Government institutions are feeling strain after 11 months of process, with observers still auditing resultEleven months into Afghanistan's marathon presidential vote, strains are being felt across government institutions. The two candidates, Abdullah Abdullah and Ashraf Ghani, made progress by publicly agreeing to respect the results of the audit, but it will take some time still for observers to go through all 8.1 million votes. Meanwhile, the rest of the country has ground to a halt, and stasis is most keenly felt in government bureaucracies, where senior officials have expressed concern over the potentially damaging effects of a prolonged stalemate. Hakim Mujahed, the deputy chairman of the high peace council, a government body responsible for negotiations with the Taliban, said all meaningful work had stopped in early spring, during the first round of the elections. Now he whiles away his hours crossing off the administrative chores from his to-do list. "The election has become totally frustrating for the people of Afghanistan, including myself," he said. "It is a defamation of democracy." The Taliban has refused to engage with the current government, as they rightly assume that the incoming administration will have different policies from its predecessor. Both the council and the Taliban, he said, are eager for new leadership. "We are very frustrated by the audit process. It is a great impediment and obstacle to our work." The economy minister, Abdul Arghandiwal, said his office was also suffering. "To implement our policies we need planning, and that has been difficult to do," he said. He excoriated the international community for withholding the funding that keeps the Afghan government running. Arghandiwal said donors had said they would wait until the new government signed a security agreement allowing troops to stay in the country beyond 2014 before releasing an estimated $1bn in funding. "Most of our projects are on hold, and if this situation continues it can only mean one thing: economic crisis." The electoral commission believes their observers – spread out at 100 tables in three hangars and working in two six-hour shifts every day – can complete their task in the next two weeks, in time to meet the end of August deadline. There are, however, variables at play beyond the control of the electoral commission. The speed of the audit process may pick up as it gets streamlined, but a likelier scenario is that the factors that have threatened to derail the audit may once again impinge on the process. There is the logistical task of putting together a full audit, the only one of its kind in the world, on a daily basis, not to mention the fact that the candidate observers are each pursuing irreconcilable goals of validating their votes while invalidating the other parties'. The international community hopes that the process will be completed by the end of the month, in time for the newly inaugurated president to attend the Nato summit in September. Fabrizio Foschini of the Afghanistan Analysts Network called this timeline "suspiciously optimistic". "If we can agree that delays, stalemates and obstructionism have been a recurrent theme of this electoral process, it does seem possible that this pattern extends to the political negotiations that will accompany the creation of a new government, whoever the winning candidate will be," he said. "And if that happens, it could be a bad year for all Afghans."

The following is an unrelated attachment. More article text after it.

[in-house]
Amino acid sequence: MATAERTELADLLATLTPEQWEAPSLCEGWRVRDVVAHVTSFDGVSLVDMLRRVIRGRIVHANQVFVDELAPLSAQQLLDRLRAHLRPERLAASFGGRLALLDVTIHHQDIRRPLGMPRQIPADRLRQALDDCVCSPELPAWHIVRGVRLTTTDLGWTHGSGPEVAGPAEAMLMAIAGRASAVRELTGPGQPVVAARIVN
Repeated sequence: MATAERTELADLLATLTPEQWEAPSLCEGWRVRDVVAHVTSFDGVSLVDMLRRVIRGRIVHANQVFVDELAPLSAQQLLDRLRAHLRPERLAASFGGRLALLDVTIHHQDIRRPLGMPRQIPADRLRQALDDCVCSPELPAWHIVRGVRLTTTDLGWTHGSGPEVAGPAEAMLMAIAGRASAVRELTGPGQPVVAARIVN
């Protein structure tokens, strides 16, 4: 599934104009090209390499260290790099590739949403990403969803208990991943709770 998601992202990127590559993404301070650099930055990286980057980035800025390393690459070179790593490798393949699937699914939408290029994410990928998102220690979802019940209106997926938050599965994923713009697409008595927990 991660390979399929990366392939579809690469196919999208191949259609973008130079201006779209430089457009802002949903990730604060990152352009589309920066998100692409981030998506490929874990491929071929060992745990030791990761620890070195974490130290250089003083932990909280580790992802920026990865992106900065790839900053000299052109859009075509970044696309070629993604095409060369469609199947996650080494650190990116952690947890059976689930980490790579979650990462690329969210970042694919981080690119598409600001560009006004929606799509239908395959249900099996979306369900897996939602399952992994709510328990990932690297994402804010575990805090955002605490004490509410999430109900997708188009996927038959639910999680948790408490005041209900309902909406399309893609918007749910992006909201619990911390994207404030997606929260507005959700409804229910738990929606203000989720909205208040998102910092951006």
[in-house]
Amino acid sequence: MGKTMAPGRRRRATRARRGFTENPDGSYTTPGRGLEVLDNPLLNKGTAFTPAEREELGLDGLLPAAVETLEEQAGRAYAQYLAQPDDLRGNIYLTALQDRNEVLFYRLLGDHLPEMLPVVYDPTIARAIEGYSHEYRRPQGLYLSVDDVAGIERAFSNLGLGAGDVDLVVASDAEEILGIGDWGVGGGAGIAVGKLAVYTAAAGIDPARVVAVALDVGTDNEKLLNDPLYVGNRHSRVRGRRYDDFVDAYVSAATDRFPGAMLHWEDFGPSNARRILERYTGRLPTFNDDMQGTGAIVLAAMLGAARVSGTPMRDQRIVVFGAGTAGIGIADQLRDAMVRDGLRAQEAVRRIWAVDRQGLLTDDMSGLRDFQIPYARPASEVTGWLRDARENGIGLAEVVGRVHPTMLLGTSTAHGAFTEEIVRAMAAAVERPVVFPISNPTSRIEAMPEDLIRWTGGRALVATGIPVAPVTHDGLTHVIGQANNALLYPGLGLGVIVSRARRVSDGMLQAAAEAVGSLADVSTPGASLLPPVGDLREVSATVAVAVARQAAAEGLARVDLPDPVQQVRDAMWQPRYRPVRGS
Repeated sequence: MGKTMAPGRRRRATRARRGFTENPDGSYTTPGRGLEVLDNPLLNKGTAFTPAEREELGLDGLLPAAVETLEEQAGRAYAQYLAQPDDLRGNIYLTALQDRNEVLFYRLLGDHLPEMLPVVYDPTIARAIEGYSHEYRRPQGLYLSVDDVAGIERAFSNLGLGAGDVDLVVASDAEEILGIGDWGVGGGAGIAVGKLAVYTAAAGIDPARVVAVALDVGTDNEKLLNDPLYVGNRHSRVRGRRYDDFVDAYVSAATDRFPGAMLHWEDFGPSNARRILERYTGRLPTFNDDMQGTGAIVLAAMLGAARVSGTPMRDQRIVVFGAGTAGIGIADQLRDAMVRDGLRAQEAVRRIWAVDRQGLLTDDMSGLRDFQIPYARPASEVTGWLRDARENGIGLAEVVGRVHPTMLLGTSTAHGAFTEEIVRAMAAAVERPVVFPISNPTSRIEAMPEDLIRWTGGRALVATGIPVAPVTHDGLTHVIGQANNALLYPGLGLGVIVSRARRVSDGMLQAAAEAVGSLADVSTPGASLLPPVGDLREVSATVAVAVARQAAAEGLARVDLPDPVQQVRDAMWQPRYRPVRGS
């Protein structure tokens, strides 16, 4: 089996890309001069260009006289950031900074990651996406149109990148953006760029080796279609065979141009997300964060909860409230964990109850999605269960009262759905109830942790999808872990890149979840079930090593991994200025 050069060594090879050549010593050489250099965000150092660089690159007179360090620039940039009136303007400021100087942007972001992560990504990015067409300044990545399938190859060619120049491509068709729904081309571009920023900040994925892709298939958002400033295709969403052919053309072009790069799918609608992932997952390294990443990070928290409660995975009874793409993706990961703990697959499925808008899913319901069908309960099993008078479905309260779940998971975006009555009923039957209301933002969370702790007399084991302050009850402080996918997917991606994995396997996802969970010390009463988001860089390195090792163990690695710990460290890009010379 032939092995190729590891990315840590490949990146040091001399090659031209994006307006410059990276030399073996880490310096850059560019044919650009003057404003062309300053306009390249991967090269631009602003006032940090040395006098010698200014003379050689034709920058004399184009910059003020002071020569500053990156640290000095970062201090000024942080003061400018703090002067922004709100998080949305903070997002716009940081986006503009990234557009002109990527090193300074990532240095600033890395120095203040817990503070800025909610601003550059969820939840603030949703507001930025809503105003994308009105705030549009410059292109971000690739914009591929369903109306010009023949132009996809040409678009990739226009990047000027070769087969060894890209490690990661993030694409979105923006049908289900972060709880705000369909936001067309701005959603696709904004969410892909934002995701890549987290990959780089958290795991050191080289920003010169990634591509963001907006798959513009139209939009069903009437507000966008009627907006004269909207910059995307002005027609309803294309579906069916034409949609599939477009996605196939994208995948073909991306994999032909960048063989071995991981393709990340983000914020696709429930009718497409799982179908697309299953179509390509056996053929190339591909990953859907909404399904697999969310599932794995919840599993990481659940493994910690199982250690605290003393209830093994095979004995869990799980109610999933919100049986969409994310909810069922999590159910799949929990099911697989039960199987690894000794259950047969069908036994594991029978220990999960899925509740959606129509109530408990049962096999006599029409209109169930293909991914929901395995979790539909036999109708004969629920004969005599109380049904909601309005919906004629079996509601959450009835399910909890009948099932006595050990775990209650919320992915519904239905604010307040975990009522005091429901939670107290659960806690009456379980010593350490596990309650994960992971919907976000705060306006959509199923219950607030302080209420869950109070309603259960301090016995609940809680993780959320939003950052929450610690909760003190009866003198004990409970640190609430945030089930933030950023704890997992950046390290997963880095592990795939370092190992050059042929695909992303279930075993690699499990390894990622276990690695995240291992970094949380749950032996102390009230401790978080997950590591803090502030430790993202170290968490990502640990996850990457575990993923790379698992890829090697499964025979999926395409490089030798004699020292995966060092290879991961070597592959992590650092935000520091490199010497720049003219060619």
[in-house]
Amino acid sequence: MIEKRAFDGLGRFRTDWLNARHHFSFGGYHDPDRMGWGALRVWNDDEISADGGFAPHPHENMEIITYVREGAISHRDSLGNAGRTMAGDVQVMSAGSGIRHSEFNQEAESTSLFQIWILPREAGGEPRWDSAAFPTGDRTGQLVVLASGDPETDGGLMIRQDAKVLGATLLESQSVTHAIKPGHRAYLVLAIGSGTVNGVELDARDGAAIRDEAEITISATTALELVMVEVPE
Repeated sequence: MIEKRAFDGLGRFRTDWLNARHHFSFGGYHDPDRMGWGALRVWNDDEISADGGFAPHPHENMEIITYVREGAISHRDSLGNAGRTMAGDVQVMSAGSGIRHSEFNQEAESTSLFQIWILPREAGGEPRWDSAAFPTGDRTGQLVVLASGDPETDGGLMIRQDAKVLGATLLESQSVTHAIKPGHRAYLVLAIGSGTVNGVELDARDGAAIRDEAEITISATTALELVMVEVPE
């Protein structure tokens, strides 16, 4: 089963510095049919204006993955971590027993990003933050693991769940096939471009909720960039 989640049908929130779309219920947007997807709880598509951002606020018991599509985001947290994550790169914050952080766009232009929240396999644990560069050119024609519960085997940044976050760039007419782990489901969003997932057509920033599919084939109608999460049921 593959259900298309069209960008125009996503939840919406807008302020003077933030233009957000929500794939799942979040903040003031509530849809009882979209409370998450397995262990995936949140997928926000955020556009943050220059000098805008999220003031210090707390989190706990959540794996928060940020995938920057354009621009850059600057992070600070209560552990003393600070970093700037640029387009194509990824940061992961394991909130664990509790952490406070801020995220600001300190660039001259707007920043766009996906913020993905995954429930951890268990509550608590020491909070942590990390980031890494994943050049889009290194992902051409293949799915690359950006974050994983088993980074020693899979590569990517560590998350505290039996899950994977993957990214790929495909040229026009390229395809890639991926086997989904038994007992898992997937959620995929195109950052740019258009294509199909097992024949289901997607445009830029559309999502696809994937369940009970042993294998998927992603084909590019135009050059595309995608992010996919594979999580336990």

At least two polio cases from Peshawar, one each from North Karachi, Sindh and Chakwal, Punjab have been genotyped and linked to the poliovirus from Karachi, health officials told The Express Tribune. Closely associated with the polio programme in Khyber-Pakhtunkhwa, one official, requesting anonymity, said the number of reported cases in the country is “expected” to cross 200. At the moment, Pakistan has 108 reported cases. Cases linked to Karachi The poliovirus in a 10-month-old girl and a 12-month-old girl—both from Peshawar—has been traced back to a virus, said to have originated in Karachi. The same virus has also been linked to the child diagnosed in Chakwal, Punjab. The 35-month-old girl is said to be the first reported diagnosis from the province since the late 90s. Some of K-P’s health experts and officials have said these cases linked to the virus in Karachi were the last ones to have surfaced in Peshawar. They cited negative environmental sampling in Larama and Shaheen Muslim Town for the first time in two years as evidence of the success of Sehat ka Insaf. Peshawar’s own virus has ended, one of the experts claimed, requesting anonymity. The last polio victim’s virus originated in Karachi, they reiterated. However, it has not been confirmed if the children in Peshawar had travelled to Karachi or if someone from the city by the sea had carried the poliovirus to Peshawar. While talking to The Express Tribune, K-P Chief Minister’s Polio Cell Focal Person Dr Imtiyaz Khan said after Sehat Ka Insaf, Peshawar’s poliovirus has been largely eradicated. Khan was hopeful the 241,000 children of North Waziristan Agency (NWA), deprived of polio vaccinations since 2012, could now be reached. Close to 50,000 families were displaced from NWA in the wake of Operation Zarb-e-Azb. “The government hopes Pakistan would be polio free soon,” said Khan. From 108 to 200? There were only 38 reported cases in the first eight months of 2013; by November 2014, Pakistan will have around 200 reported cases, asserted health officials. High-transmission months do fall between April and November, but some of K-P’s health experts claimed the increase in cases can also be blamed on the inefficacy of the polio vaccine in hot weather. However, UNICEF’s K-P and Fata polio team leader Dr Bilal Ahmed disagreed with this assessment. “Yes, winter is low-transmission. Right now, we are in a high-transmission season and more cases will be reported as the environment is more favourable for the virus,” said Ahmed. “The vaccine is effective in all weather conditions.” Others associated with polio campaigns in the country confirmed the vaccine is indeed effective throughout the year. As with many other vaccines, maintaining the cold-chain is key, but polio workers across Pakistan are provided with refrigerated units to carry the vials as they go door to door. In fact, the vaccine vials carry a sticker which changes colour to indicate the efficacy of the vaccine—light pink means it’s still effective but any darker or turning red means the polio vaccine is now rendered useless but it still would have no adverse reaction if administered at that point. Referring to the “200 cases”, Ahmed said, “One cannot make exact estimates.” The UNICEF team leader admitted the situation was pretty bad, looking at the flip side of access to NWA children. “Now the NWA cases are also moving to the southern districts like Lakki Marwat, Tank and Bannu, so those places are at greater risk.” Ahmed said, “You can assume there will be more cases but you absolutely cannot make exact estimates. This is all situational; no one can guess how many cases.” Number of doses needed There is often confusion surrounding how the vaccine protects a person from the crippling virus; especially when children who have received doses contract the disease. Ahmed explained each person has a different biology and one dose is never enough. Drawing parallels to how doctors prescribe a basic dose in any ailment and alter it according to progress made, Dr Ahmed said, “There is no exact number of doses [especially in high-risk areas] which will provide foolproof coverage.” This is why repeated polio campaigns are conducted during outbreaks, said the doctor. Even at the airport, he said, a traveller is required to have had a dose of the vaccine within a month of their journey as the vaccine blocks the poliovirus for roughly 30 days. “You can give as many doses, there are no side effects. The more the number of campaigns, the safer the area.” Explaining why some children are safe with fewer doses, Dr Ahmed said, “Everyone has different levels of immunity.” The polio vaccine will be rendered less effective if the child has diarrhoea or vomiting. The nutritional intake of the child also counts, said Ahmed. “That is why we have repeated campaigns,” reiterated the doctor.